After spinning for several months, Jimmie Surles, a retiree, and Sgt. Terrence Sinapati, 582nd Medical Logistics Company, 61st Multifunctional Medical Battalion, 1st Medical Brigade, completed the Le Tour de Hood spinning challenge in December.

Surles finished with a total of 860.1 miles and Sinapati finished with a total of 716.1 miles.

Surles knew from the beginning that he was going to complete the challenge and was happy that he accomplished his goal.

“(I was) feeling like a champ,” Surles said.

Participants received  prizes after completing each stage of the challenge – like mugs, water bottles and a Morale, Welfare and Recration cap, but Surles and Sinapati’s favorite was the T-shirt that was only given to participants who completed the challenge.

“The best one was the yellow shirt at the end of the competition it reads, ‘I crushed Le Tour de Hood,’” Sinapati said.

Though Surles always seems energetic in class, he admitted that the biggest challenge for him was coming to class even when he didn’t feel up to it.

“It’s always a challenge. Some days I don’t feel like attacking, but I get here, Pat starts the music and we start spinning then I get into it. Somedays I drag in, I’m not feeling it,” Surles said.

Sinapati’s favorite part of spinning class, besides the energetic atmosphere, is spinning with his wife Sabrina.

 “Spinning with my wife and the motivation from the group and of course responding to Ms. Pat’s cheerful comments,” Sinapati said of his favorite part of spinning class. “Also, recording my miles, calories as well. At the end of the class you get what you put in.”

They both love a challenge.

“The challenge would be to go the distance. We do the climbing then we turn around and we sprint. I love the sprints. That was a challenge because I was trying to get it all in,” Surles said. “Sprints are really where I get all of my miles in. Climbing’s good because climbing works the core, it works the endurance, but I love the sprints.”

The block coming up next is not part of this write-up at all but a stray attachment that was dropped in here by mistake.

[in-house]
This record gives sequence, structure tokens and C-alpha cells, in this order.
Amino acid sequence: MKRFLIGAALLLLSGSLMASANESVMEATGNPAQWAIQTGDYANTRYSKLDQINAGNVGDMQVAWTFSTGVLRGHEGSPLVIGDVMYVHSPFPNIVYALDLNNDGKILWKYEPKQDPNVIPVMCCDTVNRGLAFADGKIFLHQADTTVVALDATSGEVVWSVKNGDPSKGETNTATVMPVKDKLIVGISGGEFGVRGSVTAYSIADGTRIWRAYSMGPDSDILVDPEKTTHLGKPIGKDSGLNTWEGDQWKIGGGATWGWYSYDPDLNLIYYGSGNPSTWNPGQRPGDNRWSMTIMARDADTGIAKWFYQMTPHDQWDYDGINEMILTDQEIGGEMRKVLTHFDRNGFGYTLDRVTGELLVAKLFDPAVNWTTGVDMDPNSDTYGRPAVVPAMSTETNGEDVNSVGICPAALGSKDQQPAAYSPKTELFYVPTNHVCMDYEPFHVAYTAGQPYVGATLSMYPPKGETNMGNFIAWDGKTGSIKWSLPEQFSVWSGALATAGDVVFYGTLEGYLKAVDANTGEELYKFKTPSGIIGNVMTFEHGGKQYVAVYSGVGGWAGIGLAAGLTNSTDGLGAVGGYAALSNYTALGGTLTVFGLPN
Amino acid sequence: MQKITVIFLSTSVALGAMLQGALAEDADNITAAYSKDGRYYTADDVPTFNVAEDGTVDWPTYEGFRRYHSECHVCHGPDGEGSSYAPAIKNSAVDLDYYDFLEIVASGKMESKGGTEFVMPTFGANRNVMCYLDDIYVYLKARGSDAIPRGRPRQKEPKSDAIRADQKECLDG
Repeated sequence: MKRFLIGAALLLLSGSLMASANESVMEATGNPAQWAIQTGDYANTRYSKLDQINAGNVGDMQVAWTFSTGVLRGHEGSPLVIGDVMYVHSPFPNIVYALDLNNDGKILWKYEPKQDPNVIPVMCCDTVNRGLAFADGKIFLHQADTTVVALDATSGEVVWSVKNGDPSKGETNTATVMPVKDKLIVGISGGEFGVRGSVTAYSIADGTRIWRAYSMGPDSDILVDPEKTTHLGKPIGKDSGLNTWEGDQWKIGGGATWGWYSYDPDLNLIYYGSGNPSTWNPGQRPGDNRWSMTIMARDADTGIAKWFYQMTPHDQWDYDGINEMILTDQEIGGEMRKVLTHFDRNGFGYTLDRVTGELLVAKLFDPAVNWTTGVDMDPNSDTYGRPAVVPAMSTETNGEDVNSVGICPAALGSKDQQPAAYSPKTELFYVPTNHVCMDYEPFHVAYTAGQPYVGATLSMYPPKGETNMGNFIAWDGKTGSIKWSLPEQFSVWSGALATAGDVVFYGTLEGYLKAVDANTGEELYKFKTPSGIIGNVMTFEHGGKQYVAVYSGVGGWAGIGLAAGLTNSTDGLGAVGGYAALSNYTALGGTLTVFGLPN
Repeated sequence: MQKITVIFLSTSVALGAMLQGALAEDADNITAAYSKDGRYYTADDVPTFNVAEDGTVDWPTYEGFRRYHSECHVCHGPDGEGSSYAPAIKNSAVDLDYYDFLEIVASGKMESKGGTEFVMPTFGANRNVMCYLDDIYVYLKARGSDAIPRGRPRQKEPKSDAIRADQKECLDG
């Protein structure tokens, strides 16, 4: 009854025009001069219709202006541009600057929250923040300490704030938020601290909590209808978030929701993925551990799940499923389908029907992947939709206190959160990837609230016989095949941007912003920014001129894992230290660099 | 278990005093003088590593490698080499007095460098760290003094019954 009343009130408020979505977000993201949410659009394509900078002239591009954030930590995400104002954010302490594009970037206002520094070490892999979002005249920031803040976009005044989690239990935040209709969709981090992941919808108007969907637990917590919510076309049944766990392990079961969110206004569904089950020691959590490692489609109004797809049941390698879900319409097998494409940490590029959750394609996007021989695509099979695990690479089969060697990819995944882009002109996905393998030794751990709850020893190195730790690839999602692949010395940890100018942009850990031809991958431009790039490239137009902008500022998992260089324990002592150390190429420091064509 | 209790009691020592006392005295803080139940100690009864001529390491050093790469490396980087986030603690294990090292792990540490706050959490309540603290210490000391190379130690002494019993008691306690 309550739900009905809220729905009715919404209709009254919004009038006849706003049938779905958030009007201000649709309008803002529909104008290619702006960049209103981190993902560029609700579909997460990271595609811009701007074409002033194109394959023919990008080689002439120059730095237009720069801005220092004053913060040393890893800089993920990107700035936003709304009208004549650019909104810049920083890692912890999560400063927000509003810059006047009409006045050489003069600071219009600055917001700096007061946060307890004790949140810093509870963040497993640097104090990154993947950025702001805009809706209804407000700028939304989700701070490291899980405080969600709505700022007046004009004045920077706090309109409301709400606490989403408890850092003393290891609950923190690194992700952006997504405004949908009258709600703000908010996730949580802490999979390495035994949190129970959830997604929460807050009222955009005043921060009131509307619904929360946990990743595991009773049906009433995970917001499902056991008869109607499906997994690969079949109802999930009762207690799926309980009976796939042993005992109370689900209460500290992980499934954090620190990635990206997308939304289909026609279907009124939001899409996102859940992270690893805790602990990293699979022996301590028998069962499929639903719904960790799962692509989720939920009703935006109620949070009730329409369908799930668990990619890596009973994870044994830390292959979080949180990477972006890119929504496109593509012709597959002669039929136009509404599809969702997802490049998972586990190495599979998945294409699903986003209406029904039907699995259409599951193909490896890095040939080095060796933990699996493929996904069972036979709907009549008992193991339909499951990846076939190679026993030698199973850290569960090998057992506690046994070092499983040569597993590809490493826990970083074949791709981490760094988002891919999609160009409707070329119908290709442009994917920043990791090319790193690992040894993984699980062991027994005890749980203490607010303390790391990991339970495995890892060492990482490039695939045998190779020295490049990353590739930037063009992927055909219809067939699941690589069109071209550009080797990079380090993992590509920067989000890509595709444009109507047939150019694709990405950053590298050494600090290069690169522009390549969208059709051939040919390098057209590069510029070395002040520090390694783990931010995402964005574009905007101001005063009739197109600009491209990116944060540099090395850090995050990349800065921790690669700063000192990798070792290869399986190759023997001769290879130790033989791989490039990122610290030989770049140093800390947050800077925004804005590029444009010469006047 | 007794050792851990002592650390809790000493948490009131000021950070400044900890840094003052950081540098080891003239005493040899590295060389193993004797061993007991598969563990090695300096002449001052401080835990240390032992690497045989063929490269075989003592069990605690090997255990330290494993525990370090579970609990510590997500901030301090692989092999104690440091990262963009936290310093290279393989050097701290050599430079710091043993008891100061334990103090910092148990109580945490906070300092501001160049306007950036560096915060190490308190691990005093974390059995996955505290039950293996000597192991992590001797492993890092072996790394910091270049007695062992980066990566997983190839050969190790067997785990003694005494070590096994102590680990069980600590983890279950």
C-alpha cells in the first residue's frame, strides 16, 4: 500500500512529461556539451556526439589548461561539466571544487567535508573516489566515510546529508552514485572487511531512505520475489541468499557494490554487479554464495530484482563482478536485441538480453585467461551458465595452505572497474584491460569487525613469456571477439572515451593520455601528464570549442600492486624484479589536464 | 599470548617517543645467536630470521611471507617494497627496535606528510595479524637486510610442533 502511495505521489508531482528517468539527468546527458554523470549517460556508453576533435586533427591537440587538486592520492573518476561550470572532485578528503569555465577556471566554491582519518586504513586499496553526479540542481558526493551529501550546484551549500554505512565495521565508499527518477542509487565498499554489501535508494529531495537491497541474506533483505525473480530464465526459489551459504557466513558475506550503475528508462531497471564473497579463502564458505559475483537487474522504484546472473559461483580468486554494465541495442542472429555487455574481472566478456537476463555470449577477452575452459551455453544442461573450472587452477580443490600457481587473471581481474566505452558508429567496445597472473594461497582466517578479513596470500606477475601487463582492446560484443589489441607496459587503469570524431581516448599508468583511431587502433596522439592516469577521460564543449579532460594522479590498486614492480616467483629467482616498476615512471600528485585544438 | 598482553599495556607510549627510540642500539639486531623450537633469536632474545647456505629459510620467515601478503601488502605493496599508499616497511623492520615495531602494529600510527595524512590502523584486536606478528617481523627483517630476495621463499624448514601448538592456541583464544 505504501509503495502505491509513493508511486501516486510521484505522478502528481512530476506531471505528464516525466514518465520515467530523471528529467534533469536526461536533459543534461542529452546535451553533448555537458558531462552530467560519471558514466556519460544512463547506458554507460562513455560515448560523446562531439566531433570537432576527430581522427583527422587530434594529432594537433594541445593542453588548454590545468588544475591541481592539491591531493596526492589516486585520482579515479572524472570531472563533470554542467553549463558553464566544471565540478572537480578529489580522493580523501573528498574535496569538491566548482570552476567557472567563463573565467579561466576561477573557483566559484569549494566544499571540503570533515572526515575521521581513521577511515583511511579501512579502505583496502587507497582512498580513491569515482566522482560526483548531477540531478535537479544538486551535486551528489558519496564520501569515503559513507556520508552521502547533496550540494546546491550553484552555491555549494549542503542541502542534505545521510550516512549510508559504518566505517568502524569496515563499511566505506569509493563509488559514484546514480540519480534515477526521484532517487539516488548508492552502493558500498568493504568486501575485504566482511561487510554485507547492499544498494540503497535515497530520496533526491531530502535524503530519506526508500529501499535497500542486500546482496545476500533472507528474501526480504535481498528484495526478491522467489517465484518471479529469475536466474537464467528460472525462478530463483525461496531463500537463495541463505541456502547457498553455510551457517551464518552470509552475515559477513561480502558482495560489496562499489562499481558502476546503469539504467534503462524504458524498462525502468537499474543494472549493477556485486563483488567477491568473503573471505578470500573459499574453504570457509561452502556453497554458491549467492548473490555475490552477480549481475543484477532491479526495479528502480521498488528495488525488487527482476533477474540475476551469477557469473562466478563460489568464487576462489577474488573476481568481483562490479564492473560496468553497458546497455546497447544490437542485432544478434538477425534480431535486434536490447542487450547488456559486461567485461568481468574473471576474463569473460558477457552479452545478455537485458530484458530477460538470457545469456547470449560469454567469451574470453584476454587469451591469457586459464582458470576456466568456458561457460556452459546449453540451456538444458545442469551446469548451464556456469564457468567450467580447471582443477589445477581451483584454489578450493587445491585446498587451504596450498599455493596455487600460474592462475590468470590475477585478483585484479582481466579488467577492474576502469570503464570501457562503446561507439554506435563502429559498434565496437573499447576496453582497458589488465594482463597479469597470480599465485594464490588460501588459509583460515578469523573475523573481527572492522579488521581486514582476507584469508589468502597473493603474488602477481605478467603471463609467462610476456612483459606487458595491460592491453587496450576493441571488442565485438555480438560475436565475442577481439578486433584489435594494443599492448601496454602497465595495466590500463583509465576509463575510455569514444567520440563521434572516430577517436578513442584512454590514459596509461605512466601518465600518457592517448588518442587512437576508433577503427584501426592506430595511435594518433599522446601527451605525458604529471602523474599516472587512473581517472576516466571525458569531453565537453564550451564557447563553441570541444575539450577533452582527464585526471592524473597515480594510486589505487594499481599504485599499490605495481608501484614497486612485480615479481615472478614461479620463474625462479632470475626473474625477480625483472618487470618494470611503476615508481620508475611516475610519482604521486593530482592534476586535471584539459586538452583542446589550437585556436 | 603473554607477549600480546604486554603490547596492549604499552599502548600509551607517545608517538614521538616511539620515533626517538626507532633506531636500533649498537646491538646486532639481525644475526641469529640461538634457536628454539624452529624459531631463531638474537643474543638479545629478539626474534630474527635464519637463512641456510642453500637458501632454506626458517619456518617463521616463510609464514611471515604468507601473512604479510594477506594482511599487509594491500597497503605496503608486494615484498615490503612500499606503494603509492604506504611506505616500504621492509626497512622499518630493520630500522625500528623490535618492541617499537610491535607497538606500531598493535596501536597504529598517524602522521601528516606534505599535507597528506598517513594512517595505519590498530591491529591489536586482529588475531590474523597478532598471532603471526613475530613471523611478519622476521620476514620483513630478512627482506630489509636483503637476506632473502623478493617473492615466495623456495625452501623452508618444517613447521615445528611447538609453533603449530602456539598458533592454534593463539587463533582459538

Sinapati believes spinning benefits him in both the Soldier and personal aspects of his life.

“Spin really helps me in so many ways, my lung capacity improves, more energy afterwards and doing my best to improve myself,” Sinapati said. “I can spin all day everyday even if Ms. Pat’s goes over an hour or so,, which it did happened one time. I’ve had a lot of spin teachers since I joined the class and each of them taught me different ways and I take it as a learning mechanism. The energy I get from Ms. Pat is off the chart …”

Spin to the Pacific is the new challenge and it will run through Dec. 31 this year.

“Each leg is about 208-250 miles. Each leg is about a month,” Toni Kornegay recreation specialist for the Directorate of Family and Morale, Welfare & Recreation, said. “The final leg is the participant choice. They can choose their final destination, which is one of three beaches on the Pacific coast.”

Surles is looking forward to the new challenge and has set the same goal for himself as the Le Tour de Hood.

“(To) come out on top,” Surles said.